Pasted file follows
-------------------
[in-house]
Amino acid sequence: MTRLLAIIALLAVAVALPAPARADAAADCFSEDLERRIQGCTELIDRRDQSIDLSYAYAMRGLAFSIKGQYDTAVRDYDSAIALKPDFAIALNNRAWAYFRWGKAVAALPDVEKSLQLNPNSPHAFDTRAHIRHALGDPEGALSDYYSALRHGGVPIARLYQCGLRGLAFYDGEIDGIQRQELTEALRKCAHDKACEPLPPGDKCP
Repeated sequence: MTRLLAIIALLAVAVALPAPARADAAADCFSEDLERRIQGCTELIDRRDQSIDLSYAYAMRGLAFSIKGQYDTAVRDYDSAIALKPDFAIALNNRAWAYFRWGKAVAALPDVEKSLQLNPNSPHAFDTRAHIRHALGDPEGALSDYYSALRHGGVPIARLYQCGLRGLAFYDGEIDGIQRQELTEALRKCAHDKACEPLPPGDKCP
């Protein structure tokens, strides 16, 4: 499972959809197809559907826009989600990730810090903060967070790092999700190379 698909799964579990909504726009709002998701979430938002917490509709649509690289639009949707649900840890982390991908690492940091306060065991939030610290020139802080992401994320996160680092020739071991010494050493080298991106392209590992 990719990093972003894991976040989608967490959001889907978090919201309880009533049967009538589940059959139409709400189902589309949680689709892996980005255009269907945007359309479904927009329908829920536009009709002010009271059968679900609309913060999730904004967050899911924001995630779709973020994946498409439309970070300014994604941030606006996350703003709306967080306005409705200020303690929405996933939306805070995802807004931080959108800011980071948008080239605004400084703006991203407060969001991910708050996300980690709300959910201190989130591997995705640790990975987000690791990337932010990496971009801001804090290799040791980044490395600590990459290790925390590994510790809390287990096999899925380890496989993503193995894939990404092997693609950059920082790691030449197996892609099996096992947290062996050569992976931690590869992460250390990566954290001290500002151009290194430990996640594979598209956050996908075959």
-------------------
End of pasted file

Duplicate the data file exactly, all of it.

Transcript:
[in-house]
Amino acid sequence: MTRLLAIIALLAVAVALPAPARADAAADCFSEDLERRIQGCTELIDRRDQSIDLSYAYAMRGLAFSIKGQYDTAVRDYDSAIALKPDFAIALNNRAWAYFRWGKAVAALPDVEKSLQLNPNSPHAFDTRAHIRHALGDPEGALSDYYSALRHGGVPIARLYQCGLRGLAFYDGEIDGIQRQELTEALRKCAHDKACEPLPPGDKCP
Repeated sequence: MTRLLAIIALLAVAVALPAPARADAAADCFSEDLERRIQGCTELIDRRDQSIDLSYAYAMRGLAFSIKGQYDTAVRDYDSAIALKPDFAIALNNRAWAYFRWGKAVAALPDVEKSLQLNPNSPHAFDTRAHIRHALGDPEGALSDYYSALRHGGVPIARLYQCGLRGLAFYDGEIDGIQRQELTEALRKCAHDKACEPLPPGDKCP
């Protein structure tokens, strides 16, 4: 499972959809197809559907826009989600990730810090903060967070790092999700190379 698909799964579990909504726009709002998701979430938002917490509709649509690289639009949707649900840890982390991908690492940091306060065991939030610290020139802080992401994320996160680092020739071991010494050493080298991106392209590992 990719990093972003894991976040989608967490959001889907978090919201309880009533049967009538589940059959139409709400189902589309949680689709892996980005255009269907945007359309479904927009329908829920536009009709002010009271059968679900609309913060999730904004967050899911924001995630779709973020994946498409439309970070300014994604941030606006996350703003709306967080306005409705200020303690929405996933939306805070995802807004931080959108800011980071948008080239605004400084703006991203407060969001991910708050996300980690709300959910201190989130591997995705640790990975987000690791990337932010990496971009801001804090290799040791980044490395600590990459290790925390590994510790809390287990096999899925380890496989993503193995894939990404092997693609950059920082790691030449197996892609099996096992947290062996050569992976931690590869992460250390990566954290001290500002151009290194430990996640594979598209956050996908075959």